Interactive map: Covid-19 cases up 16pc in Norfolk

Sophie Smith, 18, from North Walsham was among those to attend the walk-in vaccine centre at Market

Coronavirus case rates in Norfolk have gone up by 16pc. - Credit: Neil Didsbury

Case rates of coronavirus in Norfolk have increased by 16pc compared to last week, new figures have shown.

The increases, in all bar one of Norfolk's districts, comes as health bosses confirmed there have now been five confirmed cases of the Omicron variant in the county.

And people have been urged to adhere to the rules and guidance over masks, social distancing, washing hands, getting tested and having booster jabs.

For the week up to Tuesday, December 7 the Covid-19 case rate for Norfolk was 423.5 cases per 100,000 people, up 16pc on the 365 per 100,000 the week before.

That was below the 557.5 per 100,000 in the East of England and the 507.7 per 100,000 in England.

Rates were highest in Broadland, where case rates increased by a fifth, from 394.1 per 100,000 to 473.

But Norwich saw the highest percentage increase of 35.2pc, up from 333.4 cases per 100,000 to 450.8 per 100,000.

North Norfolk, where the first local Omicron variant case was identified at the end of November, saw a 30.7pc increase, from 356.6 cases per 100,000 to 465.9.

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North Walsham is a particular hot-spot, with 147 cases in the seven days up to Tuesday, December 7.

There was a 21.5pc increase in Breckland, from 369.5 cases per 100,000 to 448.8, while Great Yarmouth saw a case rate increase of just over 6pc, from 383.1 to 406.3 cases per 100,000.

Rates were up 12pc in South Norfolk, from 320.8 cases per 100,000 to 359.3.

But there was a fall of almost 7pc in King's Lynn and West Norfolk, from 400.7 cases per 100,000 to 373.6.

The average number of daily new cases in the past seven days is 540.1, compared to 521.3 for the previous week, an increase of 3.6pc.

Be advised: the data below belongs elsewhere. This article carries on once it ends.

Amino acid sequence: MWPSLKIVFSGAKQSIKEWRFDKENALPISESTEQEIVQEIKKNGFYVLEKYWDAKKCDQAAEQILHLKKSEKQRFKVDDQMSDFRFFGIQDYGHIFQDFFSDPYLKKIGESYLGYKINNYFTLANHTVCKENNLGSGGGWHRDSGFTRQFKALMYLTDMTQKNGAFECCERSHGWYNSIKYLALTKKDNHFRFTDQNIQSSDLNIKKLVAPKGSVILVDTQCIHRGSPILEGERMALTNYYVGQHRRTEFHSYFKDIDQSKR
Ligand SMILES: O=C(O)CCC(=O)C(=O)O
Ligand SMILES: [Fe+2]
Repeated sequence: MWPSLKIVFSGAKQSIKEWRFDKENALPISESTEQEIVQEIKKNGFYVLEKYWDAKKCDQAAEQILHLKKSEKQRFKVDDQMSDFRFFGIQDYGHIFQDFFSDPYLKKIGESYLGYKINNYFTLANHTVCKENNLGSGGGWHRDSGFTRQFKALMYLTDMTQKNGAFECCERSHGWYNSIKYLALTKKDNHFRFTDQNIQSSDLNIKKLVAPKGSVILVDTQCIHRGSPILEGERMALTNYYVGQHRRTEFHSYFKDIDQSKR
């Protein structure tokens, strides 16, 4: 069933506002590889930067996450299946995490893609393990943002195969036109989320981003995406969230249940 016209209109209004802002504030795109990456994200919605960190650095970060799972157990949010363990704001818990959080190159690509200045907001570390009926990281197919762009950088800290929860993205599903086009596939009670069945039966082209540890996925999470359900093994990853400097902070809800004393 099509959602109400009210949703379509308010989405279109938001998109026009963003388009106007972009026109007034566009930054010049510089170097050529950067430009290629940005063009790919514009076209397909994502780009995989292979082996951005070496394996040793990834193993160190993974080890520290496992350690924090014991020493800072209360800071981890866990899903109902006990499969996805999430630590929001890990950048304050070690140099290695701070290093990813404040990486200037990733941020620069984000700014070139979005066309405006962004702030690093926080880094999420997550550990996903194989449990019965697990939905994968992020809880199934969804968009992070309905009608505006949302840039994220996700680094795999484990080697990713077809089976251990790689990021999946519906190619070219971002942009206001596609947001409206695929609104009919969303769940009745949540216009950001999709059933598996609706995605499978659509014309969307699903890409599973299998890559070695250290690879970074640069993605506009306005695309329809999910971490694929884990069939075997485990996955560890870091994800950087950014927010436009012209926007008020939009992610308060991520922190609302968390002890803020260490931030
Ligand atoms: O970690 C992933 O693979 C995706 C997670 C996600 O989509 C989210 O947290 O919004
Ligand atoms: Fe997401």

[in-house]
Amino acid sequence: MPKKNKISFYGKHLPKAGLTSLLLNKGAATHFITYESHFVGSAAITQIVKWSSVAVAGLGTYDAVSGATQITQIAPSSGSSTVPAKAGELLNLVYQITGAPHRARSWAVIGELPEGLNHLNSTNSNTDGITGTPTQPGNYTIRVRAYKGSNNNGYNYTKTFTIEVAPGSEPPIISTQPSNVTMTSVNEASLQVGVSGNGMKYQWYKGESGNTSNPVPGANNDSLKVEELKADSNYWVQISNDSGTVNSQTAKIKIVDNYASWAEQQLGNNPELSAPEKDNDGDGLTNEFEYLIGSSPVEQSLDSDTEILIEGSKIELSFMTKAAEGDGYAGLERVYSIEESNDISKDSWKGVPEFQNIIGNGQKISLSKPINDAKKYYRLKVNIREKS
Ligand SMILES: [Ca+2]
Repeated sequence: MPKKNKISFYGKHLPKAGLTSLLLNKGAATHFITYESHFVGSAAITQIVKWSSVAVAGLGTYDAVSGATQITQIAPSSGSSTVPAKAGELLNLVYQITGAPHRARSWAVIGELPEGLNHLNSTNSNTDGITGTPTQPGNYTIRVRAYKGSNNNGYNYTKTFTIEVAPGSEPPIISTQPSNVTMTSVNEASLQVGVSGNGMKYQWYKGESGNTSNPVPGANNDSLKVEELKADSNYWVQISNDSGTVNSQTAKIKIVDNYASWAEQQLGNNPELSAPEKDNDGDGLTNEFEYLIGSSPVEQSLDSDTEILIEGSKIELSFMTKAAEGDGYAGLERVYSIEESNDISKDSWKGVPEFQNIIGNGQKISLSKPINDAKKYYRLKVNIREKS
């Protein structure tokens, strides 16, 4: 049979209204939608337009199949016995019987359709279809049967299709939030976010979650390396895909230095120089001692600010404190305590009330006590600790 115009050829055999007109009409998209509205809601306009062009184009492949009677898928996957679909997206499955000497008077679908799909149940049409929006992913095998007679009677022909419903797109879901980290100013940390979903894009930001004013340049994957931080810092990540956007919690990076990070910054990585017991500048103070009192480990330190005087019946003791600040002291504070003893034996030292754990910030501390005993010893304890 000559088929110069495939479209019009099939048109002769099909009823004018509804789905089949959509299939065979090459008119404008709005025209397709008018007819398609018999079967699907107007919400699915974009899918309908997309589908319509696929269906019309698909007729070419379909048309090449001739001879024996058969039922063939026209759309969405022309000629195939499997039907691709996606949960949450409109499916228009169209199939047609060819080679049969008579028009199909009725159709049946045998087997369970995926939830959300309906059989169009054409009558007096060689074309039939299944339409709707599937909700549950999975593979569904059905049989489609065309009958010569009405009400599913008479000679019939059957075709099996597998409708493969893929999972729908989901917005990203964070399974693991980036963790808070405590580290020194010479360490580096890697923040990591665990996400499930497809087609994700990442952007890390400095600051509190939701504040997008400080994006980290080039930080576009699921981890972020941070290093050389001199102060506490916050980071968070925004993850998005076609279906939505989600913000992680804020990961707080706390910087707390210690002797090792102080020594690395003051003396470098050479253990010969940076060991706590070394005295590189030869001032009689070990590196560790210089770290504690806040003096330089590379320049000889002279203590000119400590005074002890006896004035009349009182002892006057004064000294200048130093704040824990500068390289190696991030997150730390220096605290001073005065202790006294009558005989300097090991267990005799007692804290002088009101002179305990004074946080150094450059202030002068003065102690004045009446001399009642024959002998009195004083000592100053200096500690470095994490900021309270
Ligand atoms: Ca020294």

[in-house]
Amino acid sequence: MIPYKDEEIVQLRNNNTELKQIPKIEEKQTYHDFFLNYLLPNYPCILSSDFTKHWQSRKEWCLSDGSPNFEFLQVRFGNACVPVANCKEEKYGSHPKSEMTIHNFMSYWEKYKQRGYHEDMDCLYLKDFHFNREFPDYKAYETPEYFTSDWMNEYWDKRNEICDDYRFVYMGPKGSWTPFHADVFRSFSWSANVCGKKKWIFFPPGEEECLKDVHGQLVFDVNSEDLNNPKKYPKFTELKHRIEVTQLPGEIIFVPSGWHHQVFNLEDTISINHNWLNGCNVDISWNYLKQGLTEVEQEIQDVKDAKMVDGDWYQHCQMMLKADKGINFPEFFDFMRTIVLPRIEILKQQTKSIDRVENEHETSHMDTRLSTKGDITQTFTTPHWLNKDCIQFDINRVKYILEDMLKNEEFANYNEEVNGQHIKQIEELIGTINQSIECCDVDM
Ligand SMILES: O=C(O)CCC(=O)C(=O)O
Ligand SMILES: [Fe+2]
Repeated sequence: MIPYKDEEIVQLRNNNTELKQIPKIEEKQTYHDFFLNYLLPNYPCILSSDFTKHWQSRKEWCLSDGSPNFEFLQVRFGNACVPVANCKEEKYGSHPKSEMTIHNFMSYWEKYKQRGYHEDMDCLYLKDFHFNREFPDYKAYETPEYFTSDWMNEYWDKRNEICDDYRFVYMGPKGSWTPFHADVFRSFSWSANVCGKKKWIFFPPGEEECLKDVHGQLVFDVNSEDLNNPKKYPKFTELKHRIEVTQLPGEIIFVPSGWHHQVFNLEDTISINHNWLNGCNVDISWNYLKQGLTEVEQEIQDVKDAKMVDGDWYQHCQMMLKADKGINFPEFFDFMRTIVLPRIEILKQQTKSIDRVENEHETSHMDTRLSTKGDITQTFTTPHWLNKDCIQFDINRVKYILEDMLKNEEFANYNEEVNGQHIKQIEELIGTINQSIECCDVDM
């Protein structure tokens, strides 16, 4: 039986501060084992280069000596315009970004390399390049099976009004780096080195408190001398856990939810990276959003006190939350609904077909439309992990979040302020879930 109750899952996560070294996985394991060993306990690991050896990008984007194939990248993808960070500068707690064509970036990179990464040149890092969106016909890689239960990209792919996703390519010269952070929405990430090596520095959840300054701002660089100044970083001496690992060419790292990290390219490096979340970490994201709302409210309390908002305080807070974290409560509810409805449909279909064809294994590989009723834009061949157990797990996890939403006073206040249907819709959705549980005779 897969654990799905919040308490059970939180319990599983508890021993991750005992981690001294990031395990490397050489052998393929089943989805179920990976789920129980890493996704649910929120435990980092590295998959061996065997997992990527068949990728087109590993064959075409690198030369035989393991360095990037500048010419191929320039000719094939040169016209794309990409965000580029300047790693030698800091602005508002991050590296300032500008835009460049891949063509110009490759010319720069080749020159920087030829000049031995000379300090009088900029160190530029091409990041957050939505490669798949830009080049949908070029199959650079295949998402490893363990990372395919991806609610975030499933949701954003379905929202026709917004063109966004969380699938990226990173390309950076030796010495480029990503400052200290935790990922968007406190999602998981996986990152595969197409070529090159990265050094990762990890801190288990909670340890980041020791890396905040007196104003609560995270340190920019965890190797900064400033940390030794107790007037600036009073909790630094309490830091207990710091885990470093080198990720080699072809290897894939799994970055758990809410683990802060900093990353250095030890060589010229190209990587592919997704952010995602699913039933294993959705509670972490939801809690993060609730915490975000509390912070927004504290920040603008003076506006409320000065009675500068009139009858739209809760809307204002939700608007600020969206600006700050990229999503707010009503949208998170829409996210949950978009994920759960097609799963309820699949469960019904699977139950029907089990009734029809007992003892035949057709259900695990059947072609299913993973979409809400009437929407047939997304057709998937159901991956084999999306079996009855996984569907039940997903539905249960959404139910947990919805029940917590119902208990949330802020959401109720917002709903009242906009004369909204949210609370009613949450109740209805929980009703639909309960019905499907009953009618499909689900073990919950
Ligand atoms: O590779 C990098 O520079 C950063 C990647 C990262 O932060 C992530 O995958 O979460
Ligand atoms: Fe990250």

The total number of people tested for Covid-19 in the seven days up to Saturday, December 4 is 47,215, compared to 43,052 for the previous week - an increase of nearly 10pc.

As of Thursday, December 9, there were 66 people in Norfolk's hospitals, three of whom were in critical care.

Case rates are expected to increase further, with early evidence suggesting the Omicron variant is more transmissible.

As of Monday, December 6, there were two cases in North Norfolk, one case in Great Yarmouth, one case in Norwich and one case in South Norfolk.

Further to the confirmed cases, Norfolk had 12 suspected cases where further testing is taking place.

King's Lynn and West Norfolk have three suspected cases, as do Norwich and Breckland.

Great Yarmouth has two further suspected cases. South Norfolk has one.

Dr Louise Smith, director of public health for Norfolk. Picture: Norfolk County Council

Dr Louise Smith, Norfolk's director of public health. - Credit: Norfolk County Council

Dr Louise Smith, Norfolk’s director of public health, said: “We note that the UK Health Security Agency has announced a total of five cases of Covid-19 linked to the Omicron variant have been identified in Norfolk since the beginning of November.

The individuals affected will be contacted directly by Public Health Authorities.

"If you are identified as a potential contact of a suspect Omicron variant case, Test and Trace will inform you of this and advise you accordingly.

"Anyone who has travelled to red listed countries, such as South Africa, is asked to test for Covid and self-isolate on return to the UK.

"Those who feel unwell, regardless of travel history, should also self-isolate and get tested.

"The best way to protect yourself and to protect others is to continue practicing the basic precautions we’ve all learned over the past 20 months: wash your hands, wear a face covering, socially distance, continue to get tested regularly and above all, get vaccinated.

"As the country now adopts additional measures under the government’s Plan B, I would urge everyone to follow the new guidance, wear a mask,  work from home where they can and to take all reasonable steps to reduce their risk of catching Covid."